Love Travels at the Speed of Light
There is a book titled Too Good to Leave, Too Bad to Stay by Mira Kirshenbaum. I found it useful during a tumultuous relationship I couldn’t seem to end in a healthy way for either of us. Initially, I thought, “if only we could communicate better, then all would be well.” HA! Only a few flips through the book, and it was clear ours was a relationship that leaned heavily toward “too bad to stay,” and needed to end.
For some, however, communication truly is the stumbling block. Learning how to listen, how to share honestly, and how to love fully is transformative, and ultimately the key to a lasting, loving, caring relationship. Enter Imago!
I first attended one of Maya Kollman’s Imago workshops in the 90s in Washington DC. I was in graduate school pursuing my master’s degree in social work, and over the next decade I attended every workshop I could.
When Maya, who holds a master’s degree in clinical psychology, was first introduced to Imago, she was prohibited from having her partner, Barbara Bingham, join her. Now 33 years later, she is one of five Master Trainers of Imago Relationship Therapy, trained and certified by Dr. Harville Hendrix, the founder of Imago Therapy. She has since travelled around the world with Barbara, teaching the ideas and skills of Imago in 15 countries and 26 states, counting Delaware.
The daughter of holocaust survivors, Maya is a spirit of love and light. Together for over 40 years, she and Barbara, a yoga teacher, believe yoga to be the key in waking the body and letting go of emotional stress. “The principles of Imago and yoga are similar: letting go, taking responsibility for yourself, growing your container to manage reactivity, being loving and open, etc.,” says Maya, who practices yoga daily.
Maya’s exploration of relationships has shown her that key elements in healing—both the self and the relationship—include self-love, curiosity, openness, connection, and compassion. Her questions for those in relationship strife might include:
• How do you keep the relational field open, i.e., how do you communicate meaningfully and with positive impact?
• How do you create partnership?
• What is the power in relationship?
Conflict is growth trying to happen. Says Maya, “Imago uses sentence stems rather than questions to get underneath the content into what the issue is really about. Intentional dialogue and the many tools used in Imago enhance the positive, which is different from traditional relationship therapy.”
A few key phrases she finds useful for self-reflection and exploration include:
• Spot it/Got it—We can only see in others what lives in us.
• If hysterical/it’s historical—Our childhood experiences deeply affect our reactivity today.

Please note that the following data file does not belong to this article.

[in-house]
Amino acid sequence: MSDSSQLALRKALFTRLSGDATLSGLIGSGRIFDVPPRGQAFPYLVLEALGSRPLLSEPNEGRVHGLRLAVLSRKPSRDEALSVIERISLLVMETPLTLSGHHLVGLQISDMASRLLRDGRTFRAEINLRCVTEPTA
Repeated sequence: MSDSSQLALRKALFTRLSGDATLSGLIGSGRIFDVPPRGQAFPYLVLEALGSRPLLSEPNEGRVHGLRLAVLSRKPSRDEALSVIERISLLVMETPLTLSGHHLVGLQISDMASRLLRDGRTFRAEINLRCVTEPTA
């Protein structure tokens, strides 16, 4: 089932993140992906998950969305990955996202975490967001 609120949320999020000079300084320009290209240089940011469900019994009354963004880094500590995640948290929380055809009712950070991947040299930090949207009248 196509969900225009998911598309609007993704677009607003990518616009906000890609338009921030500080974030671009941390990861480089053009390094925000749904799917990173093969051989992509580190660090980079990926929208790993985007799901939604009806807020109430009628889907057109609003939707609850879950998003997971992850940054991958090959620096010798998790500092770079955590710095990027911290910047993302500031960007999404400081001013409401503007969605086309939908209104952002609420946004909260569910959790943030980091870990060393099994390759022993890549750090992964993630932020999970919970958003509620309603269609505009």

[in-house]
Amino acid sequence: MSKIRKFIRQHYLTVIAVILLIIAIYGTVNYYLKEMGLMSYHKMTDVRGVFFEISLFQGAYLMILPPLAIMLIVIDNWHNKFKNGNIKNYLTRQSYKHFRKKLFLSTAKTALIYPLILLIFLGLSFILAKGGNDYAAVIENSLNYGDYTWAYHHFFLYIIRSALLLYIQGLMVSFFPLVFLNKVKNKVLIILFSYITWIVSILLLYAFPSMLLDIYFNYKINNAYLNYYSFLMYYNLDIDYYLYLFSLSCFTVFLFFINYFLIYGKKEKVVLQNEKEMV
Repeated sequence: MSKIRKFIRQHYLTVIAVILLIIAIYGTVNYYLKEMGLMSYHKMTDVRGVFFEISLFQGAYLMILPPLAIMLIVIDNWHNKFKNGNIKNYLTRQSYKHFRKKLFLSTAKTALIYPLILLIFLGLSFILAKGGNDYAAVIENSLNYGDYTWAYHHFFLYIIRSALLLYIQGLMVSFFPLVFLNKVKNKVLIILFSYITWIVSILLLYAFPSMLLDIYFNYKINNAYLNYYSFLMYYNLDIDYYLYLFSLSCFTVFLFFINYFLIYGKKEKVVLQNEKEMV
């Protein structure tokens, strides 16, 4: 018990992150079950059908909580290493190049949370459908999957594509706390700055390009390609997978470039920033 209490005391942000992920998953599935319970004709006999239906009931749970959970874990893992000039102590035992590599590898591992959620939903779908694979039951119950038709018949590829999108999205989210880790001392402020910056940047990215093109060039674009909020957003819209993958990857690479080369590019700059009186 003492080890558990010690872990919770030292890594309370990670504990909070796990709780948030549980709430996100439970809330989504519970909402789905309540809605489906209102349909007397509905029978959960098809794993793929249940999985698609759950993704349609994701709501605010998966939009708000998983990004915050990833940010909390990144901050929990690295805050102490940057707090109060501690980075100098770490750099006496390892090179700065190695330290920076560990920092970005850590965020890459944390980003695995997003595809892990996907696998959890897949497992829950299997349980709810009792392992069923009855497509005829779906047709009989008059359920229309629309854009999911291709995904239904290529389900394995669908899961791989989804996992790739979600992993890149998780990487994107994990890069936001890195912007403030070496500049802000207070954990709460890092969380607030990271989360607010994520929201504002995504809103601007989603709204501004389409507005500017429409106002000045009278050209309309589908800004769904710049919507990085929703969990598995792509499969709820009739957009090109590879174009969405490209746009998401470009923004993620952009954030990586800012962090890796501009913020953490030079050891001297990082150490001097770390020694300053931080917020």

• Taking Inventory—Focusing on another person’s shortcomings rather than taking responsibility for ourselves.
She notes that, “Surrendering to love forces us to face our deepest fears. When we surrender to loving someone, we are always vulnerable to deep hurt because they may leave us or die.”
Through Maya and Barbara’s “exquisite capacity to connect,” participants in their workshops learn to create a sense of belonging in all aspects of their lives.
Maya, Barbara, and their Havanese companions, Lou and Mo, will be at CAMP Rehoboth in late September. The singles workshop is on September 28, and the couples’ weekend is September 29-October 1, 2023. To register, visit mayakollman.com. ▼
Aspen and Reyes: One Couple’s Imago Experience
What was different or better about Imago?
We have been in couples therapy with multiple therapists trained in emotionally focused therapy (EFT) and dialectical behavior therapy (DBT) methodologies. Our first exposure to Imago was absolutely life changing.
Which tools or skills were the most transformative for you?
Learning how to unpack conflicts remains the most powerful for us. Imago provides a framework to share hurts in a way that shares accountability (the person who feels hurt also shares what unproductive things they do in response at the outset), fosters empathy (explore what big feelings, fears, and childhood traumas are at play), and facilitates actual communication (the “receiver” actively mirrors and summarizes and synthesizes what the “sender” has said) and makes it impossible to “listen to talk” which is a dynamic we had in our relationship.
What helps bring you back to connection when you want to shut down or run away?
One of the things we worked on is thinking about our partner as they were as a child, with unmet needs. It is immediately grounding and empathy-building. It was powerful to experience Maya and Barbara model the Imago tools and compassion for each other throughout the weekend. Imago changed the course of our marriage, and our lives.”
Tara Sheldon is the Health & Wellness Manager at CAMP Rehoboth.